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NY sanity questioned as state plan shale gas drilling

Posted by feww on January 2, 2010

The Test of Sanity: Clean Water or Shale Gas?

Never mind their door steps, 9,000,000 New Yorkers could have their drinking water fouled

The U.S. Environmental Protection Agency (EPA)  warns New Yorkers about the real threat to their drinking water if they drill for shale Gas.


‘Diarrhea water’
. A glass of water taken from a residential well after the start of natural gas drilling in Dimock, Pennsylvania, March 7, 2009. Dimock is one of hundreds of sites in Pennsylvania where energy companies are now racing to tap the massive Marcellus Shale natural gas formation. But some residents say the drilling has clouded their drinking water, sickened people and animals and made their wells flammable. REUTERS/Tim Shaffer. Image may be subject to copyright.

EPA is temporarily halting the drive by energy companies to drill for gas in the state’s Marcellus Shale formation, said to contain enough natural gas to satisfy U.S. demand for at least 10 years, Reuters reported.

“We have concerns regarding potential impacts to human health and the environment that we believe warrant further scientific and regulatory analysis,” reported John Filippelli, chief of the agency’s Strategic Planning and Programs Branch on Wednesday.

“EPA has serious reservations about whether gas drilling in the New York City watershed is consistent with the vision of high-quality unfiltered water supply,” he wrote in .

New York City asked the state to ban shale gas drilling in the city’s watershed last week.

You can’t have your clean water and drill for gas near it, too!

Shale gas extraction known as hydraulic fracturing, or “fracking,” uses toxic chemicals that are known to pollute drinking water wells near the drill sites. AMAZINGLY, fracking is NOT covered by the U.S. Clean Water Act.

Despite the natural gas industry’s denials that drilling poses no risk to drinking water, EPA has previously admitted that  fracking chemicals are in fact contaminating drinking water. According to many reports “private wells near gas installations having water that is discolored, foul tasting, or even flammable because of methane that has escaped from drilling operations.”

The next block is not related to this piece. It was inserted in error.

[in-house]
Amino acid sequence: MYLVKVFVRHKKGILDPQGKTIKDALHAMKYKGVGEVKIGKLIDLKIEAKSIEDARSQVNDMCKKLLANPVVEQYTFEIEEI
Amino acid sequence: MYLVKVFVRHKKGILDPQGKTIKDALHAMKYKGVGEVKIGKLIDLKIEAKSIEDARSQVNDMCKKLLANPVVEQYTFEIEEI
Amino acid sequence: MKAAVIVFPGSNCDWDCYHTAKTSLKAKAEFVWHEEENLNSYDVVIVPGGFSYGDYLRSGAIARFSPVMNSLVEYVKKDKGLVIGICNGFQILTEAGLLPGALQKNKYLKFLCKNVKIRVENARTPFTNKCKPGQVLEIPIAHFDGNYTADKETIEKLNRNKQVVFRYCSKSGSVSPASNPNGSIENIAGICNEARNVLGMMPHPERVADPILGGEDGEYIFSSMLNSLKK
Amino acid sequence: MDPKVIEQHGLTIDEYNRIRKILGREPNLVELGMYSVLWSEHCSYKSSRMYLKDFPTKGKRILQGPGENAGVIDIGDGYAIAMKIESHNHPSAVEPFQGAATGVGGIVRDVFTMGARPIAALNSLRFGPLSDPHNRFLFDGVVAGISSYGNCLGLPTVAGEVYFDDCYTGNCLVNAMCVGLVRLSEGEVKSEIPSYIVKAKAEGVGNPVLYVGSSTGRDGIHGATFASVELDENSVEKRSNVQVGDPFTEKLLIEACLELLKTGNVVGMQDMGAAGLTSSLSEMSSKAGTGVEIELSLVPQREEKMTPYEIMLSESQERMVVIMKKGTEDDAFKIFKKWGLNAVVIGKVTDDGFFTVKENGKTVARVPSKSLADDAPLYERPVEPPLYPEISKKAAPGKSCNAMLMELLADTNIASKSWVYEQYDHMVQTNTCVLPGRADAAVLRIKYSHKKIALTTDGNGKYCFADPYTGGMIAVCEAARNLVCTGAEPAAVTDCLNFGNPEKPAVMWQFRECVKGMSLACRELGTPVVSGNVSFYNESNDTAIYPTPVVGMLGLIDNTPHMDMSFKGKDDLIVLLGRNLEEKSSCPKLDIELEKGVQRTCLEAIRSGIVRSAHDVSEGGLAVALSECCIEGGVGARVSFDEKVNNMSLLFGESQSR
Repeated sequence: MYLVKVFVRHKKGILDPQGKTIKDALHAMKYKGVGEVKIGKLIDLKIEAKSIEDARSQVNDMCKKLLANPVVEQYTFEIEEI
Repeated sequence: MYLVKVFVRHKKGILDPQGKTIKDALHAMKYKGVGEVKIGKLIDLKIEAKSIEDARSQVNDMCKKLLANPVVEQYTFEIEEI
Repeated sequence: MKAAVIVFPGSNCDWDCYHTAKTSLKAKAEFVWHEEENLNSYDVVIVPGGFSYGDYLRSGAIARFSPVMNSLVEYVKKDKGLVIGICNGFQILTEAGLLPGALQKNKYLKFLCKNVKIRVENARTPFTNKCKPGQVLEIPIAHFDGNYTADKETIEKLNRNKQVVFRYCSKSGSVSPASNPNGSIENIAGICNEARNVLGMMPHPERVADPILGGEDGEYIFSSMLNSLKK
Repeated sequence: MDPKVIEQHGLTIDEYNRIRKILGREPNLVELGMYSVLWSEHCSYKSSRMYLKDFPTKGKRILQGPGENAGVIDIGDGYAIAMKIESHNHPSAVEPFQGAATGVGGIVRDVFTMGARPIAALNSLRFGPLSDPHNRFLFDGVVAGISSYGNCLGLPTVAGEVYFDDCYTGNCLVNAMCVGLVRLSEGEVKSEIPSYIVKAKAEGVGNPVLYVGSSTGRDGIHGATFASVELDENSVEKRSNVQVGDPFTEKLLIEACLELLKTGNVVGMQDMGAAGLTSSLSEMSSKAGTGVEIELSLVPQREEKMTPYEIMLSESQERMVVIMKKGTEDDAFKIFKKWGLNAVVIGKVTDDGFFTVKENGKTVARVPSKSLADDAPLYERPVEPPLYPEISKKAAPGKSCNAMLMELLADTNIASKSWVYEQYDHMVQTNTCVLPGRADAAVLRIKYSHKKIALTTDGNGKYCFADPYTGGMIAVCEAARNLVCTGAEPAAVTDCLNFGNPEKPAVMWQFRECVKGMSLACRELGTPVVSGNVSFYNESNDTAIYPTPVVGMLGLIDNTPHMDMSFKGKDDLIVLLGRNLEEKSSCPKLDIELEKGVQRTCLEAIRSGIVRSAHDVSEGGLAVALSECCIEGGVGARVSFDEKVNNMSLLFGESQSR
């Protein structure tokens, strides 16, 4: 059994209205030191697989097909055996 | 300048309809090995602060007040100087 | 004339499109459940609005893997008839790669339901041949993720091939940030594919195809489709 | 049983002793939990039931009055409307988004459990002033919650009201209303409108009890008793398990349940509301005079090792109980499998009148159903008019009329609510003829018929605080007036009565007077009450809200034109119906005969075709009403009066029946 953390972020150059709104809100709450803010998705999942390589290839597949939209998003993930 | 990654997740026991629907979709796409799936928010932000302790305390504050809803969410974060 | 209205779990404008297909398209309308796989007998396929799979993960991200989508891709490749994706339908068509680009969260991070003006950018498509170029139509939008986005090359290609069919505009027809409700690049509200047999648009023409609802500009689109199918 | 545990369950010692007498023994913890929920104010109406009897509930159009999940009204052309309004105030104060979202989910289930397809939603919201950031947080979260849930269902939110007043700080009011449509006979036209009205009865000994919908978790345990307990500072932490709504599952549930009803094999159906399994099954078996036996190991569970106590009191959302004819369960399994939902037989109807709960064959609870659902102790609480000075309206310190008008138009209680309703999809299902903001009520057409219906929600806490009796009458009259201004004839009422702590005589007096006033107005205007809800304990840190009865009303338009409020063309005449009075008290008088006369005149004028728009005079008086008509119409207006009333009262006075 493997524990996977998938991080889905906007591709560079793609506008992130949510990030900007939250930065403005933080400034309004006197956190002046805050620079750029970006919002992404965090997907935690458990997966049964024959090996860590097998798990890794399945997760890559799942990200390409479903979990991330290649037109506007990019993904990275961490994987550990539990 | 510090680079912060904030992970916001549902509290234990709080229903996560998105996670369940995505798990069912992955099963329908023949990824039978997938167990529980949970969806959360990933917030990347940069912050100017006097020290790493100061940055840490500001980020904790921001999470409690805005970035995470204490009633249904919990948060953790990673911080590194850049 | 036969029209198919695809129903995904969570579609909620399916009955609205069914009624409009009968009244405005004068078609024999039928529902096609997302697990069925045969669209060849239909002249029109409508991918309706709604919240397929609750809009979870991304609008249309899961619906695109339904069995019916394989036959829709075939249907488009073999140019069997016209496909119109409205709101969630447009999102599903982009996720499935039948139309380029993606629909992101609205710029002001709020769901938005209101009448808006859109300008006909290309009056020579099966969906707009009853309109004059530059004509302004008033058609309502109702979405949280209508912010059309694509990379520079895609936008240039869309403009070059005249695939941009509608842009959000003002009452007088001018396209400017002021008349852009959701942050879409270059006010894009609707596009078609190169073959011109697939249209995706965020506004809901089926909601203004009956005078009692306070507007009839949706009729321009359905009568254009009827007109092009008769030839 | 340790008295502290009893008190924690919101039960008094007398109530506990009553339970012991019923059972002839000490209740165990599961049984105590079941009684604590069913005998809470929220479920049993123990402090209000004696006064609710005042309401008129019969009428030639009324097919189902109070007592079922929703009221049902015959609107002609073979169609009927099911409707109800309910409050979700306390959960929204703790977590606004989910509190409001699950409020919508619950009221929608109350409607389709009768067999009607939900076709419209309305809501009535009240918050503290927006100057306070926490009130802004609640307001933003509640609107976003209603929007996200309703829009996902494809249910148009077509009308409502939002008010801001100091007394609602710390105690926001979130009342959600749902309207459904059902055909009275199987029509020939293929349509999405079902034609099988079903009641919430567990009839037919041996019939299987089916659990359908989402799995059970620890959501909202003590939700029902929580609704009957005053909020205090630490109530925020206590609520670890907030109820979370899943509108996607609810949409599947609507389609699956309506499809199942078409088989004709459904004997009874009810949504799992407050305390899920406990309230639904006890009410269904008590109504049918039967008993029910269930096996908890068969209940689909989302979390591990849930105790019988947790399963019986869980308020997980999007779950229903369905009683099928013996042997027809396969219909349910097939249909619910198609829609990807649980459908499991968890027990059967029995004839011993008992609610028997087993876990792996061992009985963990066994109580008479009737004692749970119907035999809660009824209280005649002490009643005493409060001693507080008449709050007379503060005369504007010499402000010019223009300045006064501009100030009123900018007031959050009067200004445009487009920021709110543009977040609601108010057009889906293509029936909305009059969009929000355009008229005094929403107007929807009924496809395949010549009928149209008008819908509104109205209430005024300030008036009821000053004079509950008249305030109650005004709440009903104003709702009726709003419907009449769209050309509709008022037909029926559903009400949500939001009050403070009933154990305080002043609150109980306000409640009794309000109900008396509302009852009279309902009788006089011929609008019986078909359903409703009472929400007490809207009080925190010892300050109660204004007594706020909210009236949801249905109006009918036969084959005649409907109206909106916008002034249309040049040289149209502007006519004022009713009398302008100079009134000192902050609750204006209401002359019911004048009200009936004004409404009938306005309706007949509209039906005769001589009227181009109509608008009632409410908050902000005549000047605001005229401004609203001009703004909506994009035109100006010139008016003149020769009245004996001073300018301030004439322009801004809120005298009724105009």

“Theo Colborn, a researcher with the Endocrine Disruption Exchange who has drawn links between fracturing chemicals and a range of illnesses including cancer, said the EPA report indicates the agency was taking a new look at fracturing in light of growing public concern and media coverage.” Reuters said.

“The natural gas industry can’t keep saying it’s clean,” she said.

An environmental impact statement issued in September by the New York state Department of Environmental Conservation recommended  that energy companies be permitted to drill in New York’s Marcellus Shale formation.

“We’re pleased to see that the EPA recognizes what the state so far has not, that gas drilling is entirely inappropriate with in the drinking supply for 9 million people,” said James Simpson, a staff attorney for Riverkeeper, a New York environmental group.

New York City officials have warned the city could be forced to build a $10 billion filtration system if shale gas drilling is allowed.

Background:

EPA admits water contaminated near gas-drilling sites

FEWW wrote:

Now, for the first time ever, EPA scientists have revealed that drinking water wells  near natural gas [and oil] drilling operations contain chemical contaminants. They found dangerous chemicals in the water from 11 of 39 wells tested near the Wyoming town of Pavillion in March and May 2009.  Unfortunately, their report  falls shy of concluding what causes the contamination, though it admits the gas drilling is a potential source.

‘Diarrhea water’

In Dimock, Pennsylvania, drilling for natural gas has clouded the drinking water, sickened people and animals and made their wells flammable.

Isn’t it remarkable that two distant communities, one in Dimock, Pennsylvania, and the other in Pavillion, Wyoming, some 2,668 km (1,658 miles) apart, share a common fate by way of their contaminated drinking water, where the only common denominator between them is gas-drilling activities.

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